As a child, Aldaisia “Daisy” Donald didn’t need to look far to find her inspiration.
“My dad is a retired lieutenant colonel in the Army, and I’ve always been a daddy’s girl,” said Donald, a radiation control technologist at the U.S. Department of Energy’s Thomas Jefferson National Accelerator Facility and nine-year U.S. Navy veteran. “Growing up, he would always be gone on deployments, and when he came home, I remembered thinking, ‘He’s a hero.’ I always wanted to be like him.”
With her sights set on following in her dad’s military footsteps at a young age, Donald also cultivated a passion for math and science. She exceled at both, and when she reached 10th grade, she left her hometown of Jackson, Alabama, to attend the Alabama School of Math and Science in Mobile for the remainder of high school.
“I had to learn early on how to be away from my parents and build a family away from my family,” Donald said. “So, as a teenager, I made friends, formed study groups, and we helped support each other and carry each other through.”
She added that the experience of living away from her family throughout high school and her focus on math and science prepared her for her Navy career. After graduating, Donald enlisted and enrolled in the Naval Nuclear Power Training Command’s Nuclear Power School in Goose Creek, South Carolina.
Again, many miles separated Donald from her family and friends, but bringing people together is a value that she holds dear.
“The most important thing for me, similar to high school, was to build a family out of people I didn’t know,” Donald said. “Now, I was far away from home and in ‘Nuke School,’ which was very rigorous. Those of us who started out together became brothers and sisters, and even to this day, I’m still close with a lot of them. Some of them are godparents to my kids; I met my best friend in Nuke School. We’re still like a family, even though we are all over the world now.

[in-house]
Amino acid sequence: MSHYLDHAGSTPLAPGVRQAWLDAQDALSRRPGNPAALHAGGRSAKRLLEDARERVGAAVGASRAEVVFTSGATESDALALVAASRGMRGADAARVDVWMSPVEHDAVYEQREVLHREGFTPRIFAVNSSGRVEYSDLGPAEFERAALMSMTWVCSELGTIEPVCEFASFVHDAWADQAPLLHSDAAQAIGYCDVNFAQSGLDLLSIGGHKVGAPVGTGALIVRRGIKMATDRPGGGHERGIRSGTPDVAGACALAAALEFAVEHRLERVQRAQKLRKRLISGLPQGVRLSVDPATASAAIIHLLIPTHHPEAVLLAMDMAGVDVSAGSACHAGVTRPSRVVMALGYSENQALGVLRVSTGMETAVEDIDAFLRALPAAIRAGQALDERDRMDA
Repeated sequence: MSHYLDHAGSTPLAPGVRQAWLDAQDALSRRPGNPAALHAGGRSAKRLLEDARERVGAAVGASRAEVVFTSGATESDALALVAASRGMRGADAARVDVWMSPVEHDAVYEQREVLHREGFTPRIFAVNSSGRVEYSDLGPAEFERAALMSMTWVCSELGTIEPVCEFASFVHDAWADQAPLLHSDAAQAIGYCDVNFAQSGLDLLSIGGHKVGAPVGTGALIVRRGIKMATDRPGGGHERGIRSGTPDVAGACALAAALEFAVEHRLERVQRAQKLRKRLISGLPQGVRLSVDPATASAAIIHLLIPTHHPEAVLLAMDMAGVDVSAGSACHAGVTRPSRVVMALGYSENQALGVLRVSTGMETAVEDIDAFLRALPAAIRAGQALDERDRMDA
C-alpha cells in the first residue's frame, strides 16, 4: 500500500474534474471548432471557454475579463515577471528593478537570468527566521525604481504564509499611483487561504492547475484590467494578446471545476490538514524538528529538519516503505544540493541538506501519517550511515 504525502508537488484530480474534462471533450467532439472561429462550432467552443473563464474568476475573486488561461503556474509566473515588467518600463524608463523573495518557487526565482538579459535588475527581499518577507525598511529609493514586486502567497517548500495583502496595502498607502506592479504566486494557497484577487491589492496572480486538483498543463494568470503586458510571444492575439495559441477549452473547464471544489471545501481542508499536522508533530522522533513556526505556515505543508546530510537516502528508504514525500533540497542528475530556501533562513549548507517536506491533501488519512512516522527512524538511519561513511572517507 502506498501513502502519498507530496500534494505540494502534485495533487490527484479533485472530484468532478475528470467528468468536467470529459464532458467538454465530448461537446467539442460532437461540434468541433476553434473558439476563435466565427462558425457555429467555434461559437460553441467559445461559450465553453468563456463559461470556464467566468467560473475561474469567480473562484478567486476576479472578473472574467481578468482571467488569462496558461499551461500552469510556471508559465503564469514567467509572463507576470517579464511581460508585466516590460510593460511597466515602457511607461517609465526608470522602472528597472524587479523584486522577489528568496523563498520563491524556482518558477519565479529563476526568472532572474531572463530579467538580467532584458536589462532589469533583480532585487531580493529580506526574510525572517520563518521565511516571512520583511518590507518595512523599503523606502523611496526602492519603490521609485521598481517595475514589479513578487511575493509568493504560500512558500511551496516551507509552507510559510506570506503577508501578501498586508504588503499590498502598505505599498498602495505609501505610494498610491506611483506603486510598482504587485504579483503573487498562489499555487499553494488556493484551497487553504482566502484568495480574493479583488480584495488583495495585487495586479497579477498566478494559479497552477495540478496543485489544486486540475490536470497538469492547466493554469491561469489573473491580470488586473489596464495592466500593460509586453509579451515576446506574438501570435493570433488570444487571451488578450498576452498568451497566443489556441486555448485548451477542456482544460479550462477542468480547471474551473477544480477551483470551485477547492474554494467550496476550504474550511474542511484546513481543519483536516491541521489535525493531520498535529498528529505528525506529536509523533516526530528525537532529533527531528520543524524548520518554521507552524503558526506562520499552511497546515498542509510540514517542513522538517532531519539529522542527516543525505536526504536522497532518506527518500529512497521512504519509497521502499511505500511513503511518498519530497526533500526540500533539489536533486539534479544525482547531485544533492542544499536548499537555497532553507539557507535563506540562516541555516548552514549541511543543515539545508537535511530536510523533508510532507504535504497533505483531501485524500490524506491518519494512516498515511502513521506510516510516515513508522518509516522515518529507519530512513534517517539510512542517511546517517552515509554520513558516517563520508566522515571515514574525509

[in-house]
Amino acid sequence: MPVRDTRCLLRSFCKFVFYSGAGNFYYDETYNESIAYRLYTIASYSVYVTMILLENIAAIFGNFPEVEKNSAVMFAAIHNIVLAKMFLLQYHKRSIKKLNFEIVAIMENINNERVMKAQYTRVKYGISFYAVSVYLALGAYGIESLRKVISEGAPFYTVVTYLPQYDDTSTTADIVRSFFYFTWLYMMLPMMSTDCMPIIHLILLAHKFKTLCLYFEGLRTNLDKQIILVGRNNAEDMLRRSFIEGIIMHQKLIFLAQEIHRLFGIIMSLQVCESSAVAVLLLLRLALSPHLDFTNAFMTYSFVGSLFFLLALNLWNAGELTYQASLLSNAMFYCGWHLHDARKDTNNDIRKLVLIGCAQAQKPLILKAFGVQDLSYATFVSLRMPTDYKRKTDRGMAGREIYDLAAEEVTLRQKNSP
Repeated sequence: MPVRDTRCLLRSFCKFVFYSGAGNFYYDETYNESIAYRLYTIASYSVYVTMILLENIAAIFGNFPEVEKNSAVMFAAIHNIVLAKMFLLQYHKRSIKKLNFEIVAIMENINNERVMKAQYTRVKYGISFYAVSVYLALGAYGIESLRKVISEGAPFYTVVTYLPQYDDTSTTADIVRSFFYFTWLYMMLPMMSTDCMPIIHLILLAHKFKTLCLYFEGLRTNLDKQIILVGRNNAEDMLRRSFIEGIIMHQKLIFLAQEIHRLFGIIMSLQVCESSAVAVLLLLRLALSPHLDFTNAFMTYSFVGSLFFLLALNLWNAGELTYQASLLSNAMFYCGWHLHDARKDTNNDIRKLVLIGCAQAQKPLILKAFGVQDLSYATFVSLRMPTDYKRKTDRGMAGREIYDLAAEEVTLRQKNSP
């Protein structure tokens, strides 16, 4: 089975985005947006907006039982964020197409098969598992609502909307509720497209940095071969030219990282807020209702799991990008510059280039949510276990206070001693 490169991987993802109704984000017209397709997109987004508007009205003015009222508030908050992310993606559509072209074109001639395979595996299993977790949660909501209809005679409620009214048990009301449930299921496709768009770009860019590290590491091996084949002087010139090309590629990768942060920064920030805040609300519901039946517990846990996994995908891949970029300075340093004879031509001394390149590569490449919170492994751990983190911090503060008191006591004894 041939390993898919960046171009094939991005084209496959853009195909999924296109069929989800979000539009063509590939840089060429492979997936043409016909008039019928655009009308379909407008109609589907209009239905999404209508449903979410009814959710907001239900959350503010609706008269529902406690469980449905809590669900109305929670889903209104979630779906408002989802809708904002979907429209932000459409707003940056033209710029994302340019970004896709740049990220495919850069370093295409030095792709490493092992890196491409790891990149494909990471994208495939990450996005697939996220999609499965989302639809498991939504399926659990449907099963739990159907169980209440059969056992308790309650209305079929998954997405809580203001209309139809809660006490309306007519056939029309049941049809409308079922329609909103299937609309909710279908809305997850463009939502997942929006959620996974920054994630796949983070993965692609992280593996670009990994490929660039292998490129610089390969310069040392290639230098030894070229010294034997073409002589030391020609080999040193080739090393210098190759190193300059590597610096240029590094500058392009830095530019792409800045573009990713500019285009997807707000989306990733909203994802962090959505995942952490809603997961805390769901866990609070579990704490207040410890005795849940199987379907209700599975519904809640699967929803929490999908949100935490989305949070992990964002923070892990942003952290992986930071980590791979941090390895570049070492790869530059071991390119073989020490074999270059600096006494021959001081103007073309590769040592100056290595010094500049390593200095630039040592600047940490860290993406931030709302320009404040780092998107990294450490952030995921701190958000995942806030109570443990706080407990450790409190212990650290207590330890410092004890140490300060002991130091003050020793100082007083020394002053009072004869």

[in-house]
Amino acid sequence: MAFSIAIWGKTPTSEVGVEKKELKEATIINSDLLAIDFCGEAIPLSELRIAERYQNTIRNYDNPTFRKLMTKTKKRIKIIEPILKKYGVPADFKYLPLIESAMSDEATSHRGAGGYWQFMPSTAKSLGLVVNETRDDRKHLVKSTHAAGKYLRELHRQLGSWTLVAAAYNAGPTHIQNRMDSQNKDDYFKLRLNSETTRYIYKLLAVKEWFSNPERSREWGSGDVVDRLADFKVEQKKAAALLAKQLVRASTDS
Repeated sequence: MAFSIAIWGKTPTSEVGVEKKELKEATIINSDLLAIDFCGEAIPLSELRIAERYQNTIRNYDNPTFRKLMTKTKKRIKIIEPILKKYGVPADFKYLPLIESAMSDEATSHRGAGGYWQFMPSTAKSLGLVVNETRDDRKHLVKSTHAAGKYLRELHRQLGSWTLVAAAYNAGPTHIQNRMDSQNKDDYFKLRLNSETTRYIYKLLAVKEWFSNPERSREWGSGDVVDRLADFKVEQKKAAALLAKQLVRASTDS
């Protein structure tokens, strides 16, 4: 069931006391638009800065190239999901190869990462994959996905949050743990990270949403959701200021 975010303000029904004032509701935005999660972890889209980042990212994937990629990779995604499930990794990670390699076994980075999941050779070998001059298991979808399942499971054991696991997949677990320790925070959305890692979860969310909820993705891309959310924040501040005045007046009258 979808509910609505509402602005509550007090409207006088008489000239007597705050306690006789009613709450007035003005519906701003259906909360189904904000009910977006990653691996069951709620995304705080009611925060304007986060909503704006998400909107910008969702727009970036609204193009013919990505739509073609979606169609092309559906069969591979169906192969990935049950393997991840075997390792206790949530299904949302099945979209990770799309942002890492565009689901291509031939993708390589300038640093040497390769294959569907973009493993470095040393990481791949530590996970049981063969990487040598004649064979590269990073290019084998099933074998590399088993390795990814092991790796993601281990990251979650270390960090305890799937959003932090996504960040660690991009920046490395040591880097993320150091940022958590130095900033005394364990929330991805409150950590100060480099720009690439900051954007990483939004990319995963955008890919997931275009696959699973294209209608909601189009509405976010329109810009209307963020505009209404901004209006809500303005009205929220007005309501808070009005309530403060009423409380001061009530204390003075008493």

“I feel like being forced to be in that rigorous study environment – there were sleepless nights when we were up studying and helping each other out so we could get through – just taught me a lot about friendship and family.”
After graduating from Nuclear Power School, Donald served as a machinist’s mate before becoming an engineering laboratory technician aboard the USS Theodore Roosevelt, a Nimitz-class, nuclear-powered aircraft carrier, then stationed in Norfolk, Virginia.
For the remainder of her Navy career, the Theodore Roosevelt’s only deployment was to Newport News Shipbuilding for extensive maintenance and repairs. It was there that she learned about Jefferson Lab and its Radiation Control (RadCon) team.
According to Donald, her duties in the Navy closely resembled her current work. At the lab, she performs radiation and contamination surveys to ensure that levels do not exceed their limits nor spread to unwanted areas, keeping people, facilities and the environment safe.
After her son was born in 2014, Donald knew that her time in the Navy was nearing its end, as the eventuality of deployments lasting up to a year steered her to reenter the private sector. She returned to school at Excelsior College (now Excelsior University) and graduated in 2017 before eventually finding her way back to the familiar setting of Newport News Shipbuilding as a contract administrator in 2019.
After two years, Donald wanted to get back into radiation control, so she sought out a position on the lab’s RadCon team. She applied and was hired, starting in April 2021. During the COVID-19 pandemic, she took a brief hiatus to provide care for her children as schools went to remote instruction. When in-person classes resumed, she returned to the lab in the same role.
As she did at her previous posts, Donald strives to create a familial atmosphere among her teammates. She is often the driving force behind special events celebrating holidays, her colleagues’ birthdays and their bonds as a team. Beyond the positive atmosphere these occasions create, Donald said that camaraderie is crucial to high-performing teams.
“The biggest thing I learned in the Navy was working as a team and making sure we had each other's backs,” she added. “When I first started here after being away [from radiation control work] for so many years, I never once felt like I was thrown to the wolves or had anyone expect me to know something because I was in the Navy, and I should know it. Everybody was like a family; it’s a good environment, and if you have a question, just ask.”
Thank you for your service, Daisy!
By John Streit